Driving expert shares defrosting tips ahead of arctic plunge

Snow and frost on car windscreen

A new weather warning for ice and snow has been issued by the Met Office for a majority of the UK, with temperatures reaching as low as -11C in places.

The arctic plunge could bring black ice, snow flurries and strong winds, which could have serious effects on motorists over the weekend.

Car expert Dorry Potter at National Scrap Car shares their top tips for defrosting your vehicle before heading out.

Don’t let air out of your tyres

Winter weather can make driving difficult and dangerous with dark mornings and evenings as well as potential ice and snow.

Winter tyres tend to need treads of around 3mm to be suitable for winter driving.

Despite rumours that it aids grip, motorists are not recommended to let air out of their tyres, this is unsafe.

Be sure your tyres are correct and safe, as this is where the biggest fines can come in: you can be charged £2,500 per tyre meaning it’s easy to rack up a £10,000 bill.

Prevent frost from forming with cardboard

The stress of heading out on time due to a frosty car affects us all as the temperatures drop, so it is important for motorists to make sure they are prepared ahead of time.

One of the best “hacks” for defrosting windscreens is to prevent the frost from forming on it in the first place. Using a windscreen cover will protect the windscreen from frost meaning that there is no need for scraping first thing. Simply place the cover on the windscreen in the evening and remove before heading off in the morning. Cardboard, an old towel or sheet can also work but risk being moved by wind, wet weather or just not being held in place properly.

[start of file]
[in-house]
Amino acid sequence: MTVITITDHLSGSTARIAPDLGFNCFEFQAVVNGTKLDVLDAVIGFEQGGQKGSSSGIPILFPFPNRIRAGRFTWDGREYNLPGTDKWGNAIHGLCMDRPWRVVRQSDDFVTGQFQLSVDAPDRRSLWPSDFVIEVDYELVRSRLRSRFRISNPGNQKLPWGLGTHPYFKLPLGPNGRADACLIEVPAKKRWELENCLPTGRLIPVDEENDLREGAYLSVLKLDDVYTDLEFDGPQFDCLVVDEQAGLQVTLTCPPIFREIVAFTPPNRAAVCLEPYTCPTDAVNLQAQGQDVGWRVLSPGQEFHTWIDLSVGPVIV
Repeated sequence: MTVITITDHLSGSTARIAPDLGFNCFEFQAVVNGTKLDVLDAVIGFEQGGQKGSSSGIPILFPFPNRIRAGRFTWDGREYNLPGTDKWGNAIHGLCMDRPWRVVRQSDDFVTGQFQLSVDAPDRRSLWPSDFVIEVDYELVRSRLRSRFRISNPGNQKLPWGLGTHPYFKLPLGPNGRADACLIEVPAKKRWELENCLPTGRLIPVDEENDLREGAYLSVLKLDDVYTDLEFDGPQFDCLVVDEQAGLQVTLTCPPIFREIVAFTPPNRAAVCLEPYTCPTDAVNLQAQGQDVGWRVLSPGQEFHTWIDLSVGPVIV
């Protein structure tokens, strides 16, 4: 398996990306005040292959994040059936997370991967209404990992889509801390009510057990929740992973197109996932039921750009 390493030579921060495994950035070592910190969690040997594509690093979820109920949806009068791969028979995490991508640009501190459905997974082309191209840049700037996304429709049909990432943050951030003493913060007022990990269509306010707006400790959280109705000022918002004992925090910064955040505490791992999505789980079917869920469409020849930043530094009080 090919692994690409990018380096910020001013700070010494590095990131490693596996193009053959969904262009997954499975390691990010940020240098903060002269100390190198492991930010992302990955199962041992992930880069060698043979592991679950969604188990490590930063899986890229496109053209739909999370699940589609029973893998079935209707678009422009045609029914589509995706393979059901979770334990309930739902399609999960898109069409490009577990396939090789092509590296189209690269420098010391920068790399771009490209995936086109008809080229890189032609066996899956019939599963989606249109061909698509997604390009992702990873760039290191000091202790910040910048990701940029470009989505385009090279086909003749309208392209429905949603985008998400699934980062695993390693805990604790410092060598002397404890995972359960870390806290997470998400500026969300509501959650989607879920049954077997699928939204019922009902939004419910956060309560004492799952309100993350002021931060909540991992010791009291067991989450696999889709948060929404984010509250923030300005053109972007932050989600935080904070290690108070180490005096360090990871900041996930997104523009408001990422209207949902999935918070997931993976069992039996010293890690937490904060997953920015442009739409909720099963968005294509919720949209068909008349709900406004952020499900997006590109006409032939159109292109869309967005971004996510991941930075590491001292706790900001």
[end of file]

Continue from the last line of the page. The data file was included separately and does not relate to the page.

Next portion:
Something that could also help is making sure your car is parked out of the shade and ideally facing the East, this means that when the sun rises in the morning it will begin to naturally defrost your car. Of course this is only useful for those that don’t commute super early before the sun has a chance to rise.

Never use boiling water on your windscreen

A hack that circulates every year is using warm water in a zip lock bag and rubbing it on the windscreen. Motorists are advised to be cautious when applying anything heated to their windscreen as the dramatic change in temperature can cause small cracks to appear in the glass which can cause the screen to shatter when another bout of frost arrives. Drivers should NEVER use boiling water either.

Similarly, homemade concoctions should be used with care too. Using items such as a potato or onion to clear frost could leave smears or a residue on the screen which in turn could reduce the driver’s visibility, making it just as dangerous as frost to drive. It may be more sensible to stick with a deicing spray instead.

Check your antifreeze

A vehicle’s antifreeze/coolant level should always be at the maximum recommended level throughout the whole year. The purpose of antifreeze and coolant is not only to stop the water in your engine’s cooling system from freezing during the winter by lowering the freezing point of the water, helping your engine block to maintain an even temperature, it is also vital for protecting your engine from corrosion, aiding heat transfer and preventing rust and scales from building up.

Water expands when it freezes, so without antifreeze to prevent this from happening, you could cause damage to your car’s radiator and other pricey and essential engine components such as the head gasket.

1 thought on “Driving expert shares defrosting tips ahead of arctic plunge”

  1. Kevan Chippindall-Higgin

    I start the car, turn on the heated rear screen and scrape the front and sides. By the time I am done, the rear screen is clear and off we go. It takes an extra 5 minutes and should be part of basic route planning. I am unclear which part of this is beyond so many people, but if it is, should they actually be allowed to drive at all?

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